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Today’s low gas prices are not as great for your fleet as you might think they are. In fact, they can be more harmful to your bottom line than high prices.
A brief search of recent articles will tell you we can expect oil prices to fall below $40 a barrel before it reaches $55, stay around $50 for the rest of 2016, rise to $60 at some point in 2017, or even rise to $120 a barrel by 2018.
The simple truth is, no one really knows. Fuel price prediction has more in common with gambling than analysis. Unfortunately, this is how many truck fleets attempt to forecast their budgets and run their operations. In times of high prices, sometimes they are lucky and allocate enough funds to cover their costs. Other times, they are forced to reduce other expenditures to funnel more money into filling their tanks. In good times, when prices are low, the money saved is spent on other items, instead of holding onto those funds for when prices inevitably go up again.


Truck fuel purchases are made based on belief of what the future will hold. When it comes to oil prices, attempting to make “educated” guesses only puts business at an unnecessary risk. This is a major industry problem where fleets previously had no alternative. Today, with the proliferation of electric trucks, fleets finally have the chance to get off the Big Oil roller coaster and onto the steady road of stable electricity rates and lower maintenance costs.
Electric trucks are driving our industry’s transition away from gas volatility. Since the cost of an electric truck’s fuel is electricity, the costs are dramatically lower and much more predictable over many years. Additionally, without a combustion engine, maintenance costs are also significantly lower than a fossil-fueled vehicle. The combination of these two factors makes going electric for daily, fixed routes a lot safer than betting on what next year’s fuel prices might be.
This predictability prompted the leading textile rental services and supply company in North America to convert 20 percent of its Vernon, California, fleet to Morgan Olson all-electric walk-in vans powered by Motiv Power Systems all-electric powertrains. AmeriPride chose the Los Angeles area for these electric trucks based on route density and infrastructure, financial incentives, and the region’s poor air quality.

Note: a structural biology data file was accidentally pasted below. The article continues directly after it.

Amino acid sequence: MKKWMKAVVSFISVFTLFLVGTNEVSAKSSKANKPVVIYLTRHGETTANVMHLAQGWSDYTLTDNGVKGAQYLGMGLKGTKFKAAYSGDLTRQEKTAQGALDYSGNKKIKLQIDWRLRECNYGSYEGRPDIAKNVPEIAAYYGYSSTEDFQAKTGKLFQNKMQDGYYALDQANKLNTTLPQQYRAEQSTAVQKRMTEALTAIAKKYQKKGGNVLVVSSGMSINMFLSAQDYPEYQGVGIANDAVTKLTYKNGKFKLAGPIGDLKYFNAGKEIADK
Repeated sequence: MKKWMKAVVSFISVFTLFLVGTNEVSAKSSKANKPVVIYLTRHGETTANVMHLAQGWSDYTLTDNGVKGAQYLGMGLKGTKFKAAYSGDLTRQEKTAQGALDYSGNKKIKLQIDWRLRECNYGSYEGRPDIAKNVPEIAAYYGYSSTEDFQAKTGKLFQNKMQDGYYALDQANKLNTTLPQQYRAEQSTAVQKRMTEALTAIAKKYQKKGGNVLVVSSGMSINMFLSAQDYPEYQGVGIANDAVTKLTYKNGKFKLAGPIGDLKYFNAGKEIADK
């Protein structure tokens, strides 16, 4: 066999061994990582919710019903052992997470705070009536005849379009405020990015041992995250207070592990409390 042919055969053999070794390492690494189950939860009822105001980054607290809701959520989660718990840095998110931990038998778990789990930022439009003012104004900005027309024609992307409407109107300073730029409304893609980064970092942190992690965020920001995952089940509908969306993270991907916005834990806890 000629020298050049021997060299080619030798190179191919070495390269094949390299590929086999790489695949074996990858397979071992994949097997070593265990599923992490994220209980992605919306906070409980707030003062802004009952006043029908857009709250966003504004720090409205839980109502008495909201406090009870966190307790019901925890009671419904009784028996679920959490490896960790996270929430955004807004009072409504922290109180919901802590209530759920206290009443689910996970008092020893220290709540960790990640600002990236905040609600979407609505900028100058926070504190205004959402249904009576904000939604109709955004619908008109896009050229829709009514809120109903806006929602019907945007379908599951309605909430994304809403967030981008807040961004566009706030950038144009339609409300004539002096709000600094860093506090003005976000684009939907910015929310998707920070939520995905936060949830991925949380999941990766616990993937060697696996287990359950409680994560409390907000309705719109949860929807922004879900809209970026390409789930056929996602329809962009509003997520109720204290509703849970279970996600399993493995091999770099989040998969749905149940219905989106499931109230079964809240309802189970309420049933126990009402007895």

“We are extremely excited about the new electric delivery trucks at our facility,” says Annette Casemero, general manager for AmeriPride’s Vernon branch. “Our first truck has been running daily routes since it was delivered in November. Adding electric vehicles to our fleet complements our expanding alternative fuel program and we look forward to adding additional electric vehicles to our fleet in the coming year.”
The company’s new delivery vehicles feature up to 80 miles of range and a 50 percent battery charge time of 2.5 hours.
Featured Image: AmeriPride chose the Los Angeles area for its electric trucks based on route density and infrastructure, financial incentives, and the region’s poor air quality.
Above: Today, with the proliferation of electric trucks, fleets finally have the chance to get off the Big Oil roller coaster.

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When considering the cost of ownership for a diesel truck, the cost for fuel and maintenance is expected to be about six to eight times that of an electric vehicle. As an example, a general daily delivery truck (Class 4) offers six to eight miles to the gallon, equating to about 60 to 80 cents a mile, depending upon the cost of diesel.